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Thread: dog walking

  1. #1

    Default dog walking

    does my dog have to walk behind me or beside me when I am out walking him?

    my pup is almost five months old now, i took him to an off leash dog park, ran around like crazy, ran into and almost knocked over a poor middle aged woman walking her two dogs, ran off with someone elses cricket ball but gave the ball back as soon as the owner of the cricket balls large dog came over, instantly became best friends with the large dog, freaked out a few people and tried to walk off with the owner of a small french bulldog x.

    i walk my dog once or sometimes twice every day and obedience classes start next month.

    is he going to grow out of this or what am i doing wrong?

  2. #2

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    Your dog should be walking on a loose leash , preferably beside you , never pulling ahead or lagging behind. These are few things you have to consider before just letting your puppy run around off leash in a public area :

    Is your dog socialized enough that he or she will not be fearful of or aggressive towards other people and dogs. Can you trust your dog not to jump on people (especially children), chase joggers, fight with other dogs, pick up garbage, invade picnic lunches and so forth? Unsocialized and skittish dogs will often bolt if something frightens them.



    Can you control your dog off the leash? Will your dog reliably come when called and stop on a dime from a full run when told to stay? These commands are essential for your dog's safety. Some dogs when let off leash will simply run away. Other dogs will chase a tennis ball or cat right into the street.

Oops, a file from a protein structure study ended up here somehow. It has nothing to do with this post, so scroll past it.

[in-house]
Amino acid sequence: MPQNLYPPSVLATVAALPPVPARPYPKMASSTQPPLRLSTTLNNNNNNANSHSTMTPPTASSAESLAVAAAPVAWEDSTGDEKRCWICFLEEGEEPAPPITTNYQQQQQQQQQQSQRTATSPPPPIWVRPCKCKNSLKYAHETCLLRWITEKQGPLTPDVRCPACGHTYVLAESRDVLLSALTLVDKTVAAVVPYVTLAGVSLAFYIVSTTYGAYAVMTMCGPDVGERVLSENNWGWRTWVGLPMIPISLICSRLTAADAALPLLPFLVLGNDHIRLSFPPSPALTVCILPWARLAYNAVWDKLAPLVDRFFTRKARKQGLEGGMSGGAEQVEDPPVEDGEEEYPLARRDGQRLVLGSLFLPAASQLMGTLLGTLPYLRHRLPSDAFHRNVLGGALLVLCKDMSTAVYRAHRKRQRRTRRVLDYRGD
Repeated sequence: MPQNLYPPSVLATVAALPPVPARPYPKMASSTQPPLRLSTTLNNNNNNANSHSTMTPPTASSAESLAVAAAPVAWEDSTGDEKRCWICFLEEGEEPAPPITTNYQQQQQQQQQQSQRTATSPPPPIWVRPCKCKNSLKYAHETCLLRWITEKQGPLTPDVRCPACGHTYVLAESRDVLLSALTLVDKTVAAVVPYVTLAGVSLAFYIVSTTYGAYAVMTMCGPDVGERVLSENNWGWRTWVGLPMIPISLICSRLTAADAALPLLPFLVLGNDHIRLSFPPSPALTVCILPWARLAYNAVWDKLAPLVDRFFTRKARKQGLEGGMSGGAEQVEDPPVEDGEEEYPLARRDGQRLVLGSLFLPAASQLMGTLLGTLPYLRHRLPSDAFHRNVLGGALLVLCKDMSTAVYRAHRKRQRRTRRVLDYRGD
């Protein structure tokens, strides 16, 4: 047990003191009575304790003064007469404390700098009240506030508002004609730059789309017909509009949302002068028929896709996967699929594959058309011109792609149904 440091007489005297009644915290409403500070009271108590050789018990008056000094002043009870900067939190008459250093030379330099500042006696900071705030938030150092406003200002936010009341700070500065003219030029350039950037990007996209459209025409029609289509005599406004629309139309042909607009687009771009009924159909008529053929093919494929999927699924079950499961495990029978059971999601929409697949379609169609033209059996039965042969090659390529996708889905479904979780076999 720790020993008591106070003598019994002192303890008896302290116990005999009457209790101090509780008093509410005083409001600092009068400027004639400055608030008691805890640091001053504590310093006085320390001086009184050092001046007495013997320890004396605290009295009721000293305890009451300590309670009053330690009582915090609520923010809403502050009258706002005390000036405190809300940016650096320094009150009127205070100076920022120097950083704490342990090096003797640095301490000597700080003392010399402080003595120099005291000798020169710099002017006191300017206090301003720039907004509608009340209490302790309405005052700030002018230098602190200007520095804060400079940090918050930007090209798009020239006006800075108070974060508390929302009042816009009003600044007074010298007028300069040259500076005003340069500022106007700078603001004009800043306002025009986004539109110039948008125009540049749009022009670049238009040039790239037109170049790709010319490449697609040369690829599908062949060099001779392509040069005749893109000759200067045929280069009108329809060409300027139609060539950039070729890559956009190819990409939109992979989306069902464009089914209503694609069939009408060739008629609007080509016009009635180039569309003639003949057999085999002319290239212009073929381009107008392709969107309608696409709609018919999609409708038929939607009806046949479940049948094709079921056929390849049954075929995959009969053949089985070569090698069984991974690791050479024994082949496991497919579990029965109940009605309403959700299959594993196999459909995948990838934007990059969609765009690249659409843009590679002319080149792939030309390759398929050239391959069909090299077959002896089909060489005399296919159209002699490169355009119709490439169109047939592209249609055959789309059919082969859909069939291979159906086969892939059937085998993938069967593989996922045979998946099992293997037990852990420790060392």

If you are willing to risk the safety of the public, the safety of your dog and the security of your finances (paying your own or someone else's medical or veterinary bill, facing a lawsuit, etc) then you'll let your dog off-leash before someone who is not willing to take the risks.

    If you are unwilling to take the risk, only let your dog off-leash in areas where the above mentioned risks do not exist. A fenced-in dog park is ideal. Tennis courts are usually completely enclosed. Your dog may not come when called but at least you can just go and get him or her when it's time to leave. If your own yard is not large enough, find a friend or neighbor with a yard where their dog and yours can get together to run and play.

    Use a long leash on outings to give your dog some freedom but still allow you to maintain control. Work on his recall as well and proof his recall for different situations so that he will come back to you no matter what the temptation is. If he does a unwanted behaviour , call him and if he doesn't come , pull the long leash and then reward him when he is in front of you.